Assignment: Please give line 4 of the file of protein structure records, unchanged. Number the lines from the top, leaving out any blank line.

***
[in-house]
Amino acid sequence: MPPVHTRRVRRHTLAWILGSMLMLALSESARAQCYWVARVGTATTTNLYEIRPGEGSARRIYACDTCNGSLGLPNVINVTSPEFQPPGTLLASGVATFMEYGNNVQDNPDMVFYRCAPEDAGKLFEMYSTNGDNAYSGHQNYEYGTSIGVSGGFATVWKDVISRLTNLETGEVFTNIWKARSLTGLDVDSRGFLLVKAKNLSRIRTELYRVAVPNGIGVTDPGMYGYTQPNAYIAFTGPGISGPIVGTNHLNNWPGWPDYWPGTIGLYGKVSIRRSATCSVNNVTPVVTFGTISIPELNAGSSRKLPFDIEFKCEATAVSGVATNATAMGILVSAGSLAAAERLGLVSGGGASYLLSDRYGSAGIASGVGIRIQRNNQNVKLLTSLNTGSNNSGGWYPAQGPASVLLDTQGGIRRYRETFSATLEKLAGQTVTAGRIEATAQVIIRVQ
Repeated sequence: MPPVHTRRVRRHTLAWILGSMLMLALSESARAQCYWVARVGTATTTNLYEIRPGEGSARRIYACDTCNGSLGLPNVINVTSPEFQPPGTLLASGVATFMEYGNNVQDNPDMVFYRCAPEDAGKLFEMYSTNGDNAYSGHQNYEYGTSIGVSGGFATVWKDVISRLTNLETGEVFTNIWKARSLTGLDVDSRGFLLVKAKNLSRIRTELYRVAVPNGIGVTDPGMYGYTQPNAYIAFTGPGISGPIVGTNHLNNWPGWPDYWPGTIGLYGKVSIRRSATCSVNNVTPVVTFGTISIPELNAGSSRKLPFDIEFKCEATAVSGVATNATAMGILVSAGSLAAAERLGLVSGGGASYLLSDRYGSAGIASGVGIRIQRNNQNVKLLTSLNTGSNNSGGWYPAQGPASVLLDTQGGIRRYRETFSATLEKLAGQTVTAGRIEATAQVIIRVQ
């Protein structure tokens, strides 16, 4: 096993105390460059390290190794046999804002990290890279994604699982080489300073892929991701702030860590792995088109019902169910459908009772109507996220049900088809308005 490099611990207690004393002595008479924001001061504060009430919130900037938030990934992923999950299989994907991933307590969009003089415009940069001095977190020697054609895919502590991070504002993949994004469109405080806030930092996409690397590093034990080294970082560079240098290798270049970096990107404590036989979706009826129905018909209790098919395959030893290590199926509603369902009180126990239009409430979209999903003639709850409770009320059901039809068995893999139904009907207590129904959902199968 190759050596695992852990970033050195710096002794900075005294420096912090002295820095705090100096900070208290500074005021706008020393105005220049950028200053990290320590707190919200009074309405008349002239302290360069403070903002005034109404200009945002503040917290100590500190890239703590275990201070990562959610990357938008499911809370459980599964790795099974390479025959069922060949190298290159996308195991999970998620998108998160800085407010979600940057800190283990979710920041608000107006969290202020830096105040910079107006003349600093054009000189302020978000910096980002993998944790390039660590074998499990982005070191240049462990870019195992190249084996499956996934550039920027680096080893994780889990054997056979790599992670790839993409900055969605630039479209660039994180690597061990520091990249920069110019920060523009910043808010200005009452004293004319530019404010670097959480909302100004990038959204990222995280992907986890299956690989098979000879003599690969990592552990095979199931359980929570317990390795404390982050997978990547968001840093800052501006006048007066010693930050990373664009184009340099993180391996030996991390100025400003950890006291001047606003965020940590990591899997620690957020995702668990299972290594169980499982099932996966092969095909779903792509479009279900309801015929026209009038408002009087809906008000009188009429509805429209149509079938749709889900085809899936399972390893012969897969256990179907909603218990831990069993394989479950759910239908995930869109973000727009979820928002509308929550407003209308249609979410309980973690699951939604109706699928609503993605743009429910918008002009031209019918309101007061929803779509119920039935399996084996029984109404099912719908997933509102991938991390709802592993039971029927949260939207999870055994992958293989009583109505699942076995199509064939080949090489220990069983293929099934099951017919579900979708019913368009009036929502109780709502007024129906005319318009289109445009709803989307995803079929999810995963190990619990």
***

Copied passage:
């Protein structure tokens, strides 16, 4: 096993105390460059390290190794046999804002990290890279994604699982080489300073892929991701702030860590792995088109019902169910459908009772109507996220049900088809308005 490099611990207690004393002595008479924001001061504060009430919130900037938030990934992923999950299989994907991933307590969009003089415009940069001095977190020697054609895919502590991070504002993949994004469109405080806030930092996409690397590093034990080294970082560079240098290798270049970096990107404590036989979706009826129905018909209790098919395959030893290590199926509603369902009180126990239009409430979209999903003639709850409770009320059901039809068995893999139904009907207590129904959902199968 190759050596695992852990970033050195710096002794900075005294420096912090002295820095705090100096900070208290500074005021706008020393105005220049950028200053990290320590707190919200009074309405008349002239302290360069403070903002005034109404200009945002503040917290100590500190890239703590275990201070990562959610990357938008499911809370459980599964790795099974390479025959069922060949190298290159996308195991999970998620998108998160800085407010979600940057800190283990979710920041608000107006969290202020830096105040910079107006003349600093054009000189302020978000910096980002993998944790390039660590074998499990982005070191240049462990870019195992190249084996499956996934550039920027680096080893994780889990054997056979790599992670790839993409900055969605630039479209660039994180690597061990520091990249920069110019920060523009910043808010200005009452004293004319530019404010670097959480909302100004990038959204990222995280992907986890299956690989098979000879003599690969990592552990095979199931359980929570317990390795404390982050997978990547968001840093800052501006006048007066010693930050990373664009184009340099993180391996030996991390100025400003950890006291001047606003965020940590990591899997620690957020995702668990299972290594169980499982099932996966092969095909779903792509479009279900309801015929026209009038408002009087809906008000009188009429509805429209149509079938749709889900085809899936399972390893012969897969256990179907909603218990831990069993394989479950759910239908995930869109973000727009979820928002509308929550407003209308249609979410309980973690699951939604109706699928609503993605743009429910918008002009031209019918309101007061929803779509119920039935399996084996029984109404099912719908997933509102991938991390709802592993039971029927949260939207999870055994992958293989009583109505699942076995199509064939080949090489220990069983293929099934099951017919579900979708019913368009009036929502109780709502007024129906005319318009289109445009709803989307995803079929999810995963190990619990």